This Is the Secret Behind Warm yet Clear Tone, Explains Guitar Legend Robin Trower

Nearing the end of his eighth decade on this planet, there seems to be no stopping for legendary rock guitar player Robin Trower. The former Procol Harum member keeps releasing new albums, and this year, he treated us with yet another collection of great guitar-oriented songs under the title “No More Worlds To Conquer.”

Robin Trower - No More Worlds To Conquer (Official Audio)

But judging by his works, it seems that Trower is contradicting the album’s title and that he’s ready to conquer more world. One of his most interesting aspects is the ability to keep the tone warm yet fresh and clear — something that guitar players still often struggle to achieve.

While chatting with Guitar World, Trower looked back on his latest album. When reminded of the song “Ball of Fire,” in particular its warm guitar tone and great groove, he said:

“That was done on the neck pickup; I’d say about 90 percent of the guitar parts on the album were done on that pickup.

“I think the secret to the warmth of tone that I get, whilst still retaining the clarity, is due to a combination of heavy strings, a high action, and the pickups themselves on my signature Strats.”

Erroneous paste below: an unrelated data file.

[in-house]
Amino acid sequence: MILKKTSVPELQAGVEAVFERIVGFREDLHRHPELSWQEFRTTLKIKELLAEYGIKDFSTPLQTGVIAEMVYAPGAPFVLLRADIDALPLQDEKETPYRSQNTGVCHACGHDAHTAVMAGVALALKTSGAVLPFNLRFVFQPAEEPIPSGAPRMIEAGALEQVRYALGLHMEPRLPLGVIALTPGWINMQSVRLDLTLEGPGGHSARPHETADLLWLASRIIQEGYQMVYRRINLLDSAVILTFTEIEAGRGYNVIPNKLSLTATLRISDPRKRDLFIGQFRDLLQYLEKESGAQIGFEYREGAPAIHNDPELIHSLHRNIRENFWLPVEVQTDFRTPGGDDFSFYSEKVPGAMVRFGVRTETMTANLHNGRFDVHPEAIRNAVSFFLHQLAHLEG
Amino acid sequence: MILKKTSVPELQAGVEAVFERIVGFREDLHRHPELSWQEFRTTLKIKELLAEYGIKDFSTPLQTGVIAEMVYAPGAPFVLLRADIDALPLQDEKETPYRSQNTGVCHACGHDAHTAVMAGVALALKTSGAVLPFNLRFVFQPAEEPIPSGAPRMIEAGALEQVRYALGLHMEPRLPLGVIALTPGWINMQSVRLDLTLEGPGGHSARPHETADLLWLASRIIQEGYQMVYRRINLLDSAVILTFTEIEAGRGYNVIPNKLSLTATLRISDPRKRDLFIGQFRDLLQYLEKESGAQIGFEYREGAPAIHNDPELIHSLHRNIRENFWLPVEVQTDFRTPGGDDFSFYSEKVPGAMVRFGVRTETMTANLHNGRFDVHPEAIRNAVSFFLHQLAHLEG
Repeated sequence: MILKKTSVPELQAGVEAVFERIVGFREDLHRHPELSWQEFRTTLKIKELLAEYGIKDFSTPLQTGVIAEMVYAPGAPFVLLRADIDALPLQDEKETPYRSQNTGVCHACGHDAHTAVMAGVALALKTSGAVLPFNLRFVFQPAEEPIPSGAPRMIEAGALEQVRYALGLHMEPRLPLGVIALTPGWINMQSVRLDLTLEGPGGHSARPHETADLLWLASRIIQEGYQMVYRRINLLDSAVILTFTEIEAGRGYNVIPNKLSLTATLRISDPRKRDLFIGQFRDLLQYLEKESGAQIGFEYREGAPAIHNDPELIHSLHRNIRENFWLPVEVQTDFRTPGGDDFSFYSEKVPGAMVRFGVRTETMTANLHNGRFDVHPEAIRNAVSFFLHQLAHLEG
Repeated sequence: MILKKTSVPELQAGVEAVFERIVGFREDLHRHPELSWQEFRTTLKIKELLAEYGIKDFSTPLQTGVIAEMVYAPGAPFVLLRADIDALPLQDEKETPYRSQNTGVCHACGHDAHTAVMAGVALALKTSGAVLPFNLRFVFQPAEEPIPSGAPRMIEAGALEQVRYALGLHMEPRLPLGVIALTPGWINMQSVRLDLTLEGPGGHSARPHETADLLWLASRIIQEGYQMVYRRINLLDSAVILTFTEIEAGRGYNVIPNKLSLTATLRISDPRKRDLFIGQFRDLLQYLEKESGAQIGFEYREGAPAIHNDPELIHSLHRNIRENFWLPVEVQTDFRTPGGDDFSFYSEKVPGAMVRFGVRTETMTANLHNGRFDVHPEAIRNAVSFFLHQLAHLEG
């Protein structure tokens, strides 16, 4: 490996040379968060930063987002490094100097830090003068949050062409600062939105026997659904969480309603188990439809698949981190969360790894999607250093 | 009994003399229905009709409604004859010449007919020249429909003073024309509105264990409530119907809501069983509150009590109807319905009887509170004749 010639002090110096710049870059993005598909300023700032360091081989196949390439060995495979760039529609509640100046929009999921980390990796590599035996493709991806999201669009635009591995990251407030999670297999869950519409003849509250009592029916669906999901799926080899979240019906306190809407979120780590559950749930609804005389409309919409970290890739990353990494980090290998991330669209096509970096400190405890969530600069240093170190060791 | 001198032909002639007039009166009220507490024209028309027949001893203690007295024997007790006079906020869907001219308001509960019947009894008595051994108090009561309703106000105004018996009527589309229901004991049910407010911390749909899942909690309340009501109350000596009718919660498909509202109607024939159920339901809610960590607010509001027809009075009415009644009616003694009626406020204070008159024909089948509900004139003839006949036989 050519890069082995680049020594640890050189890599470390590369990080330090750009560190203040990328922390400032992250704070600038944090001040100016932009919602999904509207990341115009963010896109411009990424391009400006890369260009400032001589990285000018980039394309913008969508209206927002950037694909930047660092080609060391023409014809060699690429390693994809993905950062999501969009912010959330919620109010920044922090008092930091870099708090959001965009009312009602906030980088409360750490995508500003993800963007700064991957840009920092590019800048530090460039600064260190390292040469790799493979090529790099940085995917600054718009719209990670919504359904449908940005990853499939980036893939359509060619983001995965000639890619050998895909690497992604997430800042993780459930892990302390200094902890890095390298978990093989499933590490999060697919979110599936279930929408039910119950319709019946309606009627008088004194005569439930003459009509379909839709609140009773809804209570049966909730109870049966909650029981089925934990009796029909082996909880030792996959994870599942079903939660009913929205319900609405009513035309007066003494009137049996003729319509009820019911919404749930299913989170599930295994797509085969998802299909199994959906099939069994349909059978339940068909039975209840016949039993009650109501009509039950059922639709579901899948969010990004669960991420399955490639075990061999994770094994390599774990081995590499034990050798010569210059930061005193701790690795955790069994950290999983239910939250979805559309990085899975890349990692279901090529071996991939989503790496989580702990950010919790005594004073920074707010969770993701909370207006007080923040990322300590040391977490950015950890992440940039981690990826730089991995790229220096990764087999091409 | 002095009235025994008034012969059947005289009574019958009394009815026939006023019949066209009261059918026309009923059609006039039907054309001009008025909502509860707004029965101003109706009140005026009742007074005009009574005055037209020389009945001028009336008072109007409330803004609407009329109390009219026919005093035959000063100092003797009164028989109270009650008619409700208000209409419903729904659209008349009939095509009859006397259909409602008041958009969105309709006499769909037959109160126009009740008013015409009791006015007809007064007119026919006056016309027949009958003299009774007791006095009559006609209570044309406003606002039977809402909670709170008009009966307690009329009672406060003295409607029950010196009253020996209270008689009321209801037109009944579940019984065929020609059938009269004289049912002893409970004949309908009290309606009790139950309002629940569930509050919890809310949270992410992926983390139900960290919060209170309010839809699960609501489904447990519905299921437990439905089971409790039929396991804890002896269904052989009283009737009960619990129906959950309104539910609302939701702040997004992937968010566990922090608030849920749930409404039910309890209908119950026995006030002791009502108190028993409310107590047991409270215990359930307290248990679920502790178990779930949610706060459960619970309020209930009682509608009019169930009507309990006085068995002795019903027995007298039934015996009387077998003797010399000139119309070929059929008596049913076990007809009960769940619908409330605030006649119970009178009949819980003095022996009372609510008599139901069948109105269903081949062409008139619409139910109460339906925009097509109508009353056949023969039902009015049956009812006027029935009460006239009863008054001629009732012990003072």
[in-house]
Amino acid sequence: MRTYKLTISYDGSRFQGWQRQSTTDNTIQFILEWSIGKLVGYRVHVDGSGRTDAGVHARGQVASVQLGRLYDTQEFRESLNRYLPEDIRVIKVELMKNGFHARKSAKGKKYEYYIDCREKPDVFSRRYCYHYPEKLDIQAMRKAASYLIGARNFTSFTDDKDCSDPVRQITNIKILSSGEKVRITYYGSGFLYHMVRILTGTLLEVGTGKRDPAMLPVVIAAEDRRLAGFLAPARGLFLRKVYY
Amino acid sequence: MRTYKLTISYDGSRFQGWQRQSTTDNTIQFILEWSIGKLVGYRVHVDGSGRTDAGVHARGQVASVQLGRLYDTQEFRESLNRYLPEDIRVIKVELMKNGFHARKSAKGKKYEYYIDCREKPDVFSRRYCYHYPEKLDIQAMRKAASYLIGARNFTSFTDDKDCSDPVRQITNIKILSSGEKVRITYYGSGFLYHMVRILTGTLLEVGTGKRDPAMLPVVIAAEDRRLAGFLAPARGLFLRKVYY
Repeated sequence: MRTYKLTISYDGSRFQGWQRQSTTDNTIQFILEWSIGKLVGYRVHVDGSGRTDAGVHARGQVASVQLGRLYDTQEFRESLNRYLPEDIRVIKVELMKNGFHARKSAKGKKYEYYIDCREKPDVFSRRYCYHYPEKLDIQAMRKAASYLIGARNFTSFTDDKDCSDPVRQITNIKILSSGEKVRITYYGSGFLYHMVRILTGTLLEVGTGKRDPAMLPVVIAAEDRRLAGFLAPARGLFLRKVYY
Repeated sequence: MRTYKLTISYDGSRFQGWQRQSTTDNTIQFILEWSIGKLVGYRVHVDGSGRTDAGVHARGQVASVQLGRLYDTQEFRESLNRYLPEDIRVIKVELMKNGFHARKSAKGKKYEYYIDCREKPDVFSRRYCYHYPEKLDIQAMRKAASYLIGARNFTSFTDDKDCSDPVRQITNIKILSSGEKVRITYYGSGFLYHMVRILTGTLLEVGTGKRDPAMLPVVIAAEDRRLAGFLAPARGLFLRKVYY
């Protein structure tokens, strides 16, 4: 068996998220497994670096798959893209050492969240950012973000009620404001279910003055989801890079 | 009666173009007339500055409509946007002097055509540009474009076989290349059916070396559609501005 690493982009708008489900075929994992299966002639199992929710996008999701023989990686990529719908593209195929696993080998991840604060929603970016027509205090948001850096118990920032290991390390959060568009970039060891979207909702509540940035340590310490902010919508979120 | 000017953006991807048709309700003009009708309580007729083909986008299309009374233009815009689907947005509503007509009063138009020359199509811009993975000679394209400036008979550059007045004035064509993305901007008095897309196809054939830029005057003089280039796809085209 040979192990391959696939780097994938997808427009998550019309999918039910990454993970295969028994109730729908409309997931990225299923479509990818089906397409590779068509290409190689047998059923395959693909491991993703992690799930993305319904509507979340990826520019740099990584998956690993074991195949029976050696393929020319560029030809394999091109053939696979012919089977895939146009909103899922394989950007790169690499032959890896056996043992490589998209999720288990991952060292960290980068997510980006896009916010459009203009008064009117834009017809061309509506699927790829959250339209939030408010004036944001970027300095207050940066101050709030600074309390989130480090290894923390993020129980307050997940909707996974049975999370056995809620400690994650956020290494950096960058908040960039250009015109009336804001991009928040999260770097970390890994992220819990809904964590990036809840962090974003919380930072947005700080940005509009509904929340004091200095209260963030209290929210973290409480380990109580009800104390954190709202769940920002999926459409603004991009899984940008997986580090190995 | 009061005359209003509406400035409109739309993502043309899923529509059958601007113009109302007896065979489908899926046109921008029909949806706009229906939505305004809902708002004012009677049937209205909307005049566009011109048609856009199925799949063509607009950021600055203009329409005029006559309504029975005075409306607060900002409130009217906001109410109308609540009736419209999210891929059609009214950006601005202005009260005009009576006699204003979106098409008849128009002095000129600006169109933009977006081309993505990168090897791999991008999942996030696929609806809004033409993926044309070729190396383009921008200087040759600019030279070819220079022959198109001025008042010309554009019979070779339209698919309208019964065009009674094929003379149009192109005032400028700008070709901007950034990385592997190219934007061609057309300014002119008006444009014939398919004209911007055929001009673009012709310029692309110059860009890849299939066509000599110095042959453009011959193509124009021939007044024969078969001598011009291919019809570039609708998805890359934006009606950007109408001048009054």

Robin Trower - Ball of Fire [Official]

He then also added:

“Another thing I do is to change my strings quite often; I don’t do many hours on a set of strings. Live, I change them every night.”

When asked about his approach to writing solos, whether he prepares them in detail or goes into them with what he feels on the spot, Thrower replied:

“A bit of each, actually. For songs where there might be quite a complex chord sequence, I do like to have a good idea of what the solo should be – and then go for it. There are other times where I just like to open up the amp and really see where the feeling takes me.”

As far as gear goes, it’s business as usual for Robin. Asked whether there’s any new stuff on this album, he said:

“For guitars, it was my signature Strats, and I always use Marshalls, so no change there. In terms of effects, I’ve been using a Fulltone Plimsoul and a Fulltone Secret Freq, which are new for me.”

Photo: Sardognunu (Robin Trower Liri Blues 2005)


  • David Slavkovic

    David always planned for music to be nothing more than a hobby. However, after a short career as an agricultural engineer he ended up news editor at KillerGuitarRigs, senior editor at, as well as a freelance contributor to online magazines such as GuitaristNextdoor.